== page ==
Even before they announced the console, i was absolutely sure that they bought Gaikai due to backwards compatibility. Streaming PS4 games would have a too bad picture quality but PS3 games would look okay. And they had to stream them, because unless they add the Cell and RSX processors to the PS4, there’s no way they would be able to emulate that hardware. (They “emulated” the PS2 on the PS3 hardware the same way – by building a PS2 into the PS3^^)

        So all that Gaikai stuff and Dave Perry on stage during the presentations means they want people to be able to play Playstation 3 games.

        The next logical step would be, to allow the people who already bought lots of PS3 games to play them without additional charge.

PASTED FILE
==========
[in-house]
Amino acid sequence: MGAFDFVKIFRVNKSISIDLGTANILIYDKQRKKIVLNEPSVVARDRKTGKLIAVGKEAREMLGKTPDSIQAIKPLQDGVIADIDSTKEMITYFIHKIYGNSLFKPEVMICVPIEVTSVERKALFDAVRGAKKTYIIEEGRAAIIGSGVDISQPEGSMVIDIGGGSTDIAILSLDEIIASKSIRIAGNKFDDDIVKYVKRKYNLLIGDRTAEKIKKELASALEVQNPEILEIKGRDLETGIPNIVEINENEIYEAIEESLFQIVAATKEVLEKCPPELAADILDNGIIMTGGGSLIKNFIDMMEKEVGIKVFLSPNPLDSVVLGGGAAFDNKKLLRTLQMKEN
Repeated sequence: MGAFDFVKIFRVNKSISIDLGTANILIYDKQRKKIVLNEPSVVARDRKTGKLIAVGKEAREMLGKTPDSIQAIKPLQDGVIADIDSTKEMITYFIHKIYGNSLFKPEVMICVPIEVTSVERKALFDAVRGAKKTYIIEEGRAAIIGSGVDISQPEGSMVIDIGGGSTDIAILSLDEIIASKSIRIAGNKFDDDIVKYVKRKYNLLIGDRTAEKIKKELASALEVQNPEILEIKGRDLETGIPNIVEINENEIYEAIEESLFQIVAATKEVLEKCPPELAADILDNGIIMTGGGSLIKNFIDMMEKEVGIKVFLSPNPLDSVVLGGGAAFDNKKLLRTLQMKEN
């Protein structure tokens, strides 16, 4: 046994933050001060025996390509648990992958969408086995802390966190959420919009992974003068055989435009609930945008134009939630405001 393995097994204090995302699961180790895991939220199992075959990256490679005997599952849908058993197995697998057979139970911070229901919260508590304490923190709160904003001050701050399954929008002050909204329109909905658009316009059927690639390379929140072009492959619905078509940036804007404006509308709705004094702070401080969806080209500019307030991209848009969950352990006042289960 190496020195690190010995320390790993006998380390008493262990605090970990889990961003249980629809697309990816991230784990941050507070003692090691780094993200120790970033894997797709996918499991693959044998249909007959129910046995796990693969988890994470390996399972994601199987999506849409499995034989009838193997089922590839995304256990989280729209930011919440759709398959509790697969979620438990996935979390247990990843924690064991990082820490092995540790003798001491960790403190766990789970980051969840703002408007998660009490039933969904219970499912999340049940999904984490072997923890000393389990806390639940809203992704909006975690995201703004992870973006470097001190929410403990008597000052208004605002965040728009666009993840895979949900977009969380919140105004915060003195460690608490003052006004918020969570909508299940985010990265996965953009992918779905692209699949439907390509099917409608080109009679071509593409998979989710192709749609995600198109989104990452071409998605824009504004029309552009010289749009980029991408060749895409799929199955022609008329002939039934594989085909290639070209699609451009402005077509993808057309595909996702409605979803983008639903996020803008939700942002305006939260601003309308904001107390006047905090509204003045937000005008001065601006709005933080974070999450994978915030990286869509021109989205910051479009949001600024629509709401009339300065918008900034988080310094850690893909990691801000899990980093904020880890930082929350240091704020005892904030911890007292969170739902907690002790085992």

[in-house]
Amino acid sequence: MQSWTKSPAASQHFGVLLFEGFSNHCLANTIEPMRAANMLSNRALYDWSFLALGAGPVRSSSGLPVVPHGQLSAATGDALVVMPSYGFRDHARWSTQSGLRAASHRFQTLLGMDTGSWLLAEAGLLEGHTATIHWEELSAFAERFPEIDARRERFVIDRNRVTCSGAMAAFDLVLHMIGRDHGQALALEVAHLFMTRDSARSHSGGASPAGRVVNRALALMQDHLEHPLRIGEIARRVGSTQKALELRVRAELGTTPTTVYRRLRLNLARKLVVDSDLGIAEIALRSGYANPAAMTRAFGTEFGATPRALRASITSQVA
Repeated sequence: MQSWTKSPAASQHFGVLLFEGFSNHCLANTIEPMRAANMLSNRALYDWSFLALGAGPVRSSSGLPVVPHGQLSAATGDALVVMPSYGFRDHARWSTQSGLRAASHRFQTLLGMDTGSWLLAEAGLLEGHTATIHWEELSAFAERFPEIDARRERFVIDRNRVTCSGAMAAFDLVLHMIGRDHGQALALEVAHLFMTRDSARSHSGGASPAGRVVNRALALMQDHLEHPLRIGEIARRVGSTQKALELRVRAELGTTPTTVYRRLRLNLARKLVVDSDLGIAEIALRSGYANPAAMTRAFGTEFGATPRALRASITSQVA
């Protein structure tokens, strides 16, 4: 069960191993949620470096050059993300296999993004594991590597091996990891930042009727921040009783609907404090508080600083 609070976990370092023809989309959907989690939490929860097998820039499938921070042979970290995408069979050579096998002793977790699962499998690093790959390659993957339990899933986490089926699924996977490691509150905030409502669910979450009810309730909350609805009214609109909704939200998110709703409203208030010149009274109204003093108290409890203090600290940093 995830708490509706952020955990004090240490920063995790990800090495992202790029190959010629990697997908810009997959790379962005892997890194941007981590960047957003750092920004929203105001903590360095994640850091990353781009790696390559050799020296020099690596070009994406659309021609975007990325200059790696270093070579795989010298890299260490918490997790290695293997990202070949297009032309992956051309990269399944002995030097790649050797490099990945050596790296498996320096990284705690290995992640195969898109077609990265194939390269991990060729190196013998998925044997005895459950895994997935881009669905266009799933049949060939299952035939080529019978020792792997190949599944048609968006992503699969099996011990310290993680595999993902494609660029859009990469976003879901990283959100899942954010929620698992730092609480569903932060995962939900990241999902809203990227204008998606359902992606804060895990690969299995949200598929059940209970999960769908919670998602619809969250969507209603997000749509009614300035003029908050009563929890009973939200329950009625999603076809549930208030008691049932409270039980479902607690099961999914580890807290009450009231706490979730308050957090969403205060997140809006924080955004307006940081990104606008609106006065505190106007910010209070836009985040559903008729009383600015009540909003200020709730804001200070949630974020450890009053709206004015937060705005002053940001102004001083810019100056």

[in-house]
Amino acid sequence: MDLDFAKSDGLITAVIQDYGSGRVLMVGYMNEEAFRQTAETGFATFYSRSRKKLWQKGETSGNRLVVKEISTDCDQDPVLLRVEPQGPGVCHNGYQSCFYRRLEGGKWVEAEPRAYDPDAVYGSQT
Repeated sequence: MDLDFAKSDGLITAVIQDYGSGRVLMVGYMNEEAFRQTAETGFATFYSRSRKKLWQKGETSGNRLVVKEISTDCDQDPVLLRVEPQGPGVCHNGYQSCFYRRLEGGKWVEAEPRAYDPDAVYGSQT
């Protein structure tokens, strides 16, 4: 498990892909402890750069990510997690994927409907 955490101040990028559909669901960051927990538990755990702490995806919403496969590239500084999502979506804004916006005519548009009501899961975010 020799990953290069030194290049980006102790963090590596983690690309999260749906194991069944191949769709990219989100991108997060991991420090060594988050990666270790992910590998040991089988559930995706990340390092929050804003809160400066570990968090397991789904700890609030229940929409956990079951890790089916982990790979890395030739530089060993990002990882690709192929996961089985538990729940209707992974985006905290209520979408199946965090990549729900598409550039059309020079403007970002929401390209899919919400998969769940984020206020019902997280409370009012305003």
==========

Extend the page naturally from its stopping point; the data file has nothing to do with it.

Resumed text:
Because nobody would accept a big “FUCK YOU!” from Sony and pay again to play the games they already own on disk and which they could also play by inserting them into the PS3 they already own.

        So i am very sure that a Playstation 4 will be able to verify a PS3 disk and then start playing the game – via streaming.

        • Or, this being the modern gaming business where no opportunity to charge the customer is overlooked, the logical conclusion may be you’ll be able to play PS3 games you already own when you pay a suitable fee to upgrade to the streaming version.

          Now I agree with you, it would make sense from the customer viewpoint to do this. But I think it’s a bit naive to assume this is what will happen. Look at Nintendo, they charged gamers an upgrade fee to move Virtual console titles from the Wii to Wii U! Why, from Sony’s POV, would they let you stream for free off a disk that can just be passed around or bought second hand when they can charge you to buy or rent access to the game?